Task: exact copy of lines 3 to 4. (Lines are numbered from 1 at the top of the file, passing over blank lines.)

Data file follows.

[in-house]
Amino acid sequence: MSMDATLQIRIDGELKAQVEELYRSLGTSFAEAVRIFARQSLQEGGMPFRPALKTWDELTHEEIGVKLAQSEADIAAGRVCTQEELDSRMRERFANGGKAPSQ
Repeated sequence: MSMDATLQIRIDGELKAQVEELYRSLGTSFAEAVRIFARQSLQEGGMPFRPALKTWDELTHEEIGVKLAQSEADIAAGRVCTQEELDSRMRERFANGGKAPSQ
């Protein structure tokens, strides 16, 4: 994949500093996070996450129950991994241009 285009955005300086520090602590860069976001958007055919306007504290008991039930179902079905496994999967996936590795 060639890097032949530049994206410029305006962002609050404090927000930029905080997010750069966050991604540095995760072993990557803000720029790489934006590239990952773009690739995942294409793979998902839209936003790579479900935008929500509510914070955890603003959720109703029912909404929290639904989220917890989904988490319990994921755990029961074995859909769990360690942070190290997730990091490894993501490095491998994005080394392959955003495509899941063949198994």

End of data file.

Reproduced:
Repeated sequence: MSMDATLQIRIDGELKAQVEELYRSLGTSFAEAVRIFARQSLQEGGMPFRPALKTWDELTHEEIGVKLAQSEADIAAGRVCTQEELDSRMRERFANGGKAPSQ
């Protein structure tokens, strides 16, 4: 994949500093996070996450129950991994241009 285009955005300086520090602590860069976001958007055919306007504290008991039930179902079905496994999967996936590795 060639890097032949530049994206410029305006962002609050404090927000930029905080997010750069966050991604540095995760072993990557803000720029790489934006590239990952773009690739995942294409793979998902839209936003790579479900935008929500509510914070955890603003959720109703029912909404929290639904989220917890989904988490319990994921755990029961074995859909769990360690942070190290997730990091490894993501490095491998994005080394392959955003495509899941063949198994």